And I guess that was the real motivation behind that article which was written to generate an emotional defence in response to some very unfair and uninformed criticisms, slightly balanced with some positive comment.
It was an article written to influence public opinion in the negative, against pharmacy, following on the heels of the Roy Morgan poll - a positive, placing pharmacy equal second with medicine in the “ethics and honesty” stakes.
That in itself would have been sufficient to set the negative generators off into overdrive from the medical sector against the pharmacy sector.
The Telegraph article was just a little bit of help from a “friend”.
That was my “gut” response.

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Healthpoints Systems and Profesional Development

Neil Johnston

i2P is constantly researching new ideas and systems that could be uniquely adapted for pharmacy.
While there has been some uptake that is visible, there is not a lot of movement or growth in any specific area.
Other health professions, (notably doctors and nurses) have been quick to grab new technologies and programs and have embryonic systems to take their respective professions forward.
In contrast, pharmacy shows little disposition to follow suit.

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PPA calls on non-owners to share their concerns about community pharmacy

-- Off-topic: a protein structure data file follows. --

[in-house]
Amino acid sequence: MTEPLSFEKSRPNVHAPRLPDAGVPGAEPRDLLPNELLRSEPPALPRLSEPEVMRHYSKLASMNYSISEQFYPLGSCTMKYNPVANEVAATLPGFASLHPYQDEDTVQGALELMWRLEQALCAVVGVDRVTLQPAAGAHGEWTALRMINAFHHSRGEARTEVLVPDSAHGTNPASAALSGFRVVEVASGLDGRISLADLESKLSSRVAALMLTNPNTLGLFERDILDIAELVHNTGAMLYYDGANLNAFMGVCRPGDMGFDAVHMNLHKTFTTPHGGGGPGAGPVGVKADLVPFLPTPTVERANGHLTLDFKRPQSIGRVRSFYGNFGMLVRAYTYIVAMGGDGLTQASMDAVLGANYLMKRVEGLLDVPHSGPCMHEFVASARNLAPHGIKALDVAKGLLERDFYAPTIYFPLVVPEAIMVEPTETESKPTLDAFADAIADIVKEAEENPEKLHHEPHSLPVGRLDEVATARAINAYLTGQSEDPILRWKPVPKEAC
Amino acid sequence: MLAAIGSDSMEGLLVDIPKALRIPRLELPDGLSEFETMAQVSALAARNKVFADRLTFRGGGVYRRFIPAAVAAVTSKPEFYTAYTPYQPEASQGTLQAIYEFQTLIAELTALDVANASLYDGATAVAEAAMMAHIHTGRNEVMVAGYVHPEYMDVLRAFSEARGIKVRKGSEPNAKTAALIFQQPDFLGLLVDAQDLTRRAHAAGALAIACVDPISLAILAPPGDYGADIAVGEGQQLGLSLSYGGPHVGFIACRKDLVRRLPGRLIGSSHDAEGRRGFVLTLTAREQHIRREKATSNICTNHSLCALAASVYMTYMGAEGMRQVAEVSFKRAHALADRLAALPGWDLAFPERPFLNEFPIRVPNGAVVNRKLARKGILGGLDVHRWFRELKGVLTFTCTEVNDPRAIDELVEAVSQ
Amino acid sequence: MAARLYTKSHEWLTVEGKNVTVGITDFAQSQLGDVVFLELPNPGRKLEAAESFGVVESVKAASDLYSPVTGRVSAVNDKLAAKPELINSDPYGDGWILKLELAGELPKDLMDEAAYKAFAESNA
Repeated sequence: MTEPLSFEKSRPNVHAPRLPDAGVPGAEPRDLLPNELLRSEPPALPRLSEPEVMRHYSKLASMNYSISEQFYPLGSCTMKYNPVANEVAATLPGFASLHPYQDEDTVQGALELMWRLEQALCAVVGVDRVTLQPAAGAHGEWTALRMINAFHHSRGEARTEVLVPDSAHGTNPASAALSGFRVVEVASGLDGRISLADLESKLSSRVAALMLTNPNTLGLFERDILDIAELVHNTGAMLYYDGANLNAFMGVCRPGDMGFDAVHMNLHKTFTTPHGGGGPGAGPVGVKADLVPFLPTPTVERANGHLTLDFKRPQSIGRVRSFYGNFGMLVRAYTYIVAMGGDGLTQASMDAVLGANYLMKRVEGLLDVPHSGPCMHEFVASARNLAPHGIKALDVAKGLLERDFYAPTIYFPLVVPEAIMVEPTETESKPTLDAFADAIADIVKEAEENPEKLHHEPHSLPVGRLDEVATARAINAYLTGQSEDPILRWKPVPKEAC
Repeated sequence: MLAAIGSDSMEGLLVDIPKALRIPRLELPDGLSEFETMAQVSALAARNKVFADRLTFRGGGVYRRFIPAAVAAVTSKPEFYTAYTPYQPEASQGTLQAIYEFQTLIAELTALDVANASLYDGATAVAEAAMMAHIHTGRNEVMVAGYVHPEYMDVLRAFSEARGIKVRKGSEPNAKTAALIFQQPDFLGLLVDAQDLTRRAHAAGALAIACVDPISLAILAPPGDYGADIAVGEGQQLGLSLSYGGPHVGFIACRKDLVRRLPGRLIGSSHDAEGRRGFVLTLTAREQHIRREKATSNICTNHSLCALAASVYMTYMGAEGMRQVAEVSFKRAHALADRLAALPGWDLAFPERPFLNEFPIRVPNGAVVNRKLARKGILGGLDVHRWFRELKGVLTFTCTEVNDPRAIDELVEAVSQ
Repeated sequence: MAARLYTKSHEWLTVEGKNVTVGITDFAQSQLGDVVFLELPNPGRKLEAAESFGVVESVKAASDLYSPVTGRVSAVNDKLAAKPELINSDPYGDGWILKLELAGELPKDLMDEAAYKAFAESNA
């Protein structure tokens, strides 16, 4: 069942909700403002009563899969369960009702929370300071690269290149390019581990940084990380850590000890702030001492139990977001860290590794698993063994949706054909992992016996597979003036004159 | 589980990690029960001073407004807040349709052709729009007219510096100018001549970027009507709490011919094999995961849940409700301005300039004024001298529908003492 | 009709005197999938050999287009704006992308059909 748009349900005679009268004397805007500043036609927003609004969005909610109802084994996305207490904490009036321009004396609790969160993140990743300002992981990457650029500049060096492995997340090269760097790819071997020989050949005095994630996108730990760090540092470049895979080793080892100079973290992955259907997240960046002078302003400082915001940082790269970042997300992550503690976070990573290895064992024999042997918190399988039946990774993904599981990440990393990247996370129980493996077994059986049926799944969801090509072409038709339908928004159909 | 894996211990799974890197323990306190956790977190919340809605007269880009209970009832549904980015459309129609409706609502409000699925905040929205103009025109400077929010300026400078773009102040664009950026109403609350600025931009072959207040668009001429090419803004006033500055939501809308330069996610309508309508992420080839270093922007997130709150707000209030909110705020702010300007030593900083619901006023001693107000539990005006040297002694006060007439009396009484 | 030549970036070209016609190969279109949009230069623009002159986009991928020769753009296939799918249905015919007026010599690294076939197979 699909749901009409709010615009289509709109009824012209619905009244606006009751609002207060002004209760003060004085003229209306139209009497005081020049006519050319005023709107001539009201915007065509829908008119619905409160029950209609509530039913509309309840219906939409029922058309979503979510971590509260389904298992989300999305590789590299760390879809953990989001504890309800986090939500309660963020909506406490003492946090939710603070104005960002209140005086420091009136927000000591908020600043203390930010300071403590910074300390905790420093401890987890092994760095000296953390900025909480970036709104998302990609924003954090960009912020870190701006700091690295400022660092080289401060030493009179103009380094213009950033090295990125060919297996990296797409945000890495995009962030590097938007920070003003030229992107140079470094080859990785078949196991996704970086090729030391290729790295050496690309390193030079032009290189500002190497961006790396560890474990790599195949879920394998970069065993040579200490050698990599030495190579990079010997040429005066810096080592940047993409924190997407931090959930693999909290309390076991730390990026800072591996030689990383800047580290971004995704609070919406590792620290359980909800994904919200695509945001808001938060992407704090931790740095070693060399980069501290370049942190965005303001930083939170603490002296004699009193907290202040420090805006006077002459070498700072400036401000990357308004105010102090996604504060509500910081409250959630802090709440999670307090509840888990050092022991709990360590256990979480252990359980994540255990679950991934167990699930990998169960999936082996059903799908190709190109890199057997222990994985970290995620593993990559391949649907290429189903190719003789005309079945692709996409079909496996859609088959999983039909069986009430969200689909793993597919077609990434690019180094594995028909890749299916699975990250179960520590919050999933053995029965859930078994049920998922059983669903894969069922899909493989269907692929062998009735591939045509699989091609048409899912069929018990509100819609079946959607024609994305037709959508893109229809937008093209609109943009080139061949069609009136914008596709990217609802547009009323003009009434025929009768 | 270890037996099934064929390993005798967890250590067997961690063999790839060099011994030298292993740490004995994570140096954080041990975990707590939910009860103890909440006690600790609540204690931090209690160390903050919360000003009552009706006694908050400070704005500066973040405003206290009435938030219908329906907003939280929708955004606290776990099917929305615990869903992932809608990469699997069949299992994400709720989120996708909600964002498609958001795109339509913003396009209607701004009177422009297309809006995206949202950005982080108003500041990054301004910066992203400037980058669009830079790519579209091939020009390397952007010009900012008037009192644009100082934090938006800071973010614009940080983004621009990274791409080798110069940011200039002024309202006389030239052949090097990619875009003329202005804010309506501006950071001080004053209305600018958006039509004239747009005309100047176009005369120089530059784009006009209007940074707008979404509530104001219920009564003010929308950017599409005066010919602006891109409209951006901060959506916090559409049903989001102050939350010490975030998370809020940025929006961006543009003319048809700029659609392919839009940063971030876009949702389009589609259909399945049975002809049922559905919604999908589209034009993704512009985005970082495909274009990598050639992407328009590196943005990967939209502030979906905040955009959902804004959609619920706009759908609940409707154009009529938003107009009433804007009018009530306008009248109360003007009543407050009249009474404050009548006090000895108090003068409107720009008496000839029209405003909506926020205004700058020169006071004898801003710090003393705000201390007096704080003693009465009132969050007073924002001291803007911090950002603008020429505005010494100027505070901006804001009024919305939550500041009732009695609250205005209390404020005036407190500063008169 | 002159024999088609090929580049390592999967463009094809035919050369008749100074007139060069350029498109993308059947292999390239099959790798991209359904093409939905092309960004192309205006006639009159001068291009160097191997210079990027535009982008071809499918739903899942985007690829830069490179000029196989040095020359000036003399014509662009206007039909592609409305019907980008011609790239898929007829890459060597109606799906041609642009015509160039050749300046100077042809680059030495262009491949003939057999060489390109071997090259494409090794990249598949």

Professional Pharmacists Australia Spokesperson

In response to concerns raised by members about the direction of pharmacy, PPA is launching “Clean Up Pharmacy” – a campaign to allow non-owners to share their concerns about worrying practices occurring in community pharmacy.
President Dr Geoff March said that PPA had been flooded with concerns from pharmacists since the Pharmacy Guild of Australia had cited allegations of questionable behaviour around the provision of HMRs and RMMRs as a reason for defunding these programs and even more recently, the revelation that one pharmacy had claimed 319 Medschecks in two weeks.

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Scientists Clone Human Embryos To Make Stem Cells

Staff Writer

Reported in NPR
Scientists say they have, for the first time, cloned human embryos capable of producing embryonic stem cells.
The accomplishment is a long-sought step toward harnessing the potential power of embryonic stem cells to treat many human diseases. But the work also raises a host of ethical concerns.
"This is a huge scientific advance," said , a Harvard stem cell scientist who wasn't involved in the work. "But it's going to, I think, raise the specter of controversy again."

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Potholes and Winning Posts

Neil Johnston

Every new project (or job, or hobby, or company) starts out exciting, interesting and fun.
Then it gets harder and less fun, until it hits a low point - really hard and not much fun at all.
And then you find yourself asking if the goal is even worth the hassle.